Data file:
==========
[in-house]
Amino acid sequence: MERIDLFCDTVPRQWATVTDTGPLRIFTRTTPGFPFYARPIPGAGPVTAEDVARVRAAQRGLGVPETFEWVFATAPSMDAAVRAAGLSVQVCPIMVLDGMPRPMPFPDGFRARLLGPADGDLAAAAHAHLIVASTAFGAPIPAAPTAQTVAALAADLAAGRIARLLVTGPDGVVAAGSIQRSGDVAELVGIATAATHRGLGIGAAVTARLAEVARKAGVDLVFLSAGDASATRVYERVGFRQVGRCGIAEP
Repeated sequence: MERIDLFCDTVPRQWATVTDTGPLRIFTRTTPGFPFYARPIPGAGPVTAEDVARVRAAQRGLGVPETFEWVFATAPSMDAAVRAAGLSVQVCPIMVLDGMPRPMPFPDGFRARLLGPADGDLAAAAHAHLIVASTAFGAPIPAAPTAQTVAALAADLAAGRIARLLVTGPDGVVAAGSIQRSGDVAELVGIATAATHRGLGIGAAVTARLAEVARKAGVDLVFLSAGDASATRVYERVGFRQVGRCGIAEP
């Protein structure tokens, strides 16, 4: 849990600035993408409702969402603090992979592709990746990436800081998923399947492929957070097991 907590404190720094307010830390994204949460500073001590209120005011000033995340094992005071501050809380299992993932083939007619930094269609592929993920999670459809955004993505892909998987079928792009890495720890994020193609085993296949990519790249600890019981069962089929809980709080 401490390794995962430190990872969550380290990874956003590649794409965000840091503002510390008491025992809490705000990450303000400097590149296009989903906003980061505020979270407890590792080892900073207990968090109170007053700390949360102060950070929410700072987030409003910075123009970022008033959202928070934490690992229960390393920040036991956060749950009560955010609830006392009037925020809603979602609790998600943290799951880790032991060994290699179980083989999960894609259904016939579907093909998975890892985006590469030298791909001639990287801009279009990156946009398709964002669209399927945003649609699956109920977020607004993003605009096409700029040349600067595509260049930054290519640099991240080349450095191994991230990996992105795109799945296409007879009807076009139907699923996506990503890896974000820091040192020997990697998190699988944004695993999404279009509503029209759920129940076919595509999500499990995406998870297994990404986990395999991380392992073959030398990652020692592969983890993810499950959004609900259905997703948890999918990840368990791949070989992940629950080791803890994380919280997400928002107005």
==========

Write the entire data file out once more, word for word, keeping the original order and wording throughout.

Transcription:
[in-house]
Amino acid sequence: MERIDLFCDTVPRQWATVTDTGPLRIFTRTTPGFPFYARPIPGAGPVTAEDVARVRAAQRGLGVPETFEWVFATAPSMDAAVRAAGLSVQVCPIMVLDGMPRPMPFPDGFRARLLGPADGDLAAAAHAHLIVASTAFGAPIPAAPTAQTVAALAADLAAGRIARLLVTGPDGVVAAGSIQRSGDVAELVGIATAATHRGLGIGAAVTARLAEVARKAGVDLVFLSAGDASATRVYERVGFRQVGRCGIAEP
Repeated sequence: MERIDLFCDTVPRQWATVTDTGPLRIFTRTTPGFPFYARPIPGAGPVTAEDVARVRAAQRGLGVPETFEWVFATAPSMDAAVRAAGLSVQVCPIMVLDGMPRPMPFPDGFRARLLGPADGDLAAAAHAHLIVASTAFGAPIPAAPTAQTVAALAADLAAGRIARLLVTGPDGVVAAGSIQRSGDVAELVGIATAATHRGLGIGAAVTARLAEVARKAGVDLVFLSAGDASATRVYERVGFRQVGRCGIAEP
């Protein structure tokens, strides 16, 4: 849990600035993408409702969402603090992979592709990746990436800081998923399947492929957070097991 907590404190720094307010830390994204949460500073001590209120005011000033995340094992005071501050809380299992993932083939007619930094269609592929993920999670459809955004993505892909998987079928792009890495720890994020193609085993296949990519790249600890019981069962089929809980709080 401490390794995962430190990872969550380290990874956003590649794409965000840091503002510390008491025992809490705000990450303000400097590149296009989903906003980061505020979270407890590792080892900073207990968090109170007053700390949360102060950070929410700072987030409003910075123009970022008033959202928070934490690992229960390393920040036991956060749950009560955010609830006392009037925020809603979602609790998600943290799951880790032991060994290699179980083989999960894609259904016939579907093909998975890892985006590469030298791909001639990287801009279009990156946009398709964002669209399927945003649609699956109920977020607004993003605009096409700029040349600067595509260049930054290519640099991240080349450095191994991230990996992105795109799945296409007879009807076009139907699923996506990503890896974000820091040192020997990697998190699988944004695993999404279009509503029209759920129940076919595509999500499990995406998870297994990404986990395999991380392992073959030398990652020692592969983890993810499950959004609900259905997703948890999918990840368990791949070989992940629950080791803890994380919280997400928002107005």